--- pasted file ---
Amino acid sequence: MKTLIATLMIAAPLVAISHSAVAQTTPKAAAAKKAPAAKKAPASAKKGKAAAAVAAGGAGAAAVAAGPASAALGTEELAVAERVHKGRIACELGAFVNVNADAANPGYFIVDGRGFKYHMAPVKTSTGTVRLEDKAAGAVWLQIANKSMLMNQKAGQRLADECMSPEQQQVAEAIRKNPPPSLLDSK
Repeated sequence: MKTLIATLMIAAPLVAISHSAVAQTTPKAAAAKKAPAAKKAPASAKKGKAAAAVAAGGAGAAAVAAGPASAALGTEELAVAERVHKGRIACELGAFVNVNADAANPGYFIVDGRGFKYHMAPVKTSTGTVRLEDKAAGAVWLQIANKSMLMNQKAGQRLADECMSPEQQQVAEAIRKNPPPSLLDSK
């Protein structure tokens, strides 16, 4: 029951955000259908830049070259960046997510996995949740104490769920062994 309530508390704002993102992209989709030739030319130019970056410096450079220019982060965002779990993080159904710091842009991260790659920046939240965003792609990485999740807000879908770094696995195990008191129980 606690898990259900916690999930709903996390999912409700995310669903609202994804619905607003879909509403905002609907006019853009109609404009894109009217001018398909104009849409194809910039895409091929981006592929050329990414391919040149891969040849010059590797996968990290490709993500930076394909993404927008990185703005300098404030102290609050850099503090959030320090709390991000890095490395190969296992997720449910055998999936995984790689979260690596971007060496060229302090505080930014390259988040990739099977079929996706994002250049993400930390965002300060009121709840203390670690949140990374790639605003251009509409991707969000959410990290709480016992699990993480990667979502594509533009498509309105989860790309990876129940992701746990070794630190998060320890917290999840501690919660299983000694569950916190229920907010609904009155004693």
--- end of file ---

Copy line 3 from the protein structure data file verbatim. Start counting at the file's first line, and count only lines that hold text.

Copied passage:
């Protein structure tokens, strides 16, 4: 029951955000259908830049070259960046997510996995949740104490769920062994 309530508390704002993102992209989709030739030319130019970056410096450079220019982060965002779990993080159904710091842009991260790659920046939240965003792609990485999740807000879908770094696995195990008191129980 606690898990259900916690999930709903996390999912409700995310669903609202994804619905607003879909509403905002609907006019853009109609404009894109009217001018398909104009849409194809910039895409091929981006592929050329990414391919040149891969040849010059590797996968990290490709993500930076394909993404927008990185703005300098404030102290609050850099503090959030320090709390991000890095490395190969296992997720449910055998999936995984790689979260690596971007060496060229302090505080930014390259988040990739099977079929996706994002250049993400930390965002300060009121709840203390670690949140990374790639605003251009509409991707969000959410990290709480016992699990993480990667979502594509533009498509309105989860790309990876129940992701746990070794630190998060320890917290999840501690919660299983000694569950916190229920907010609904009155004693």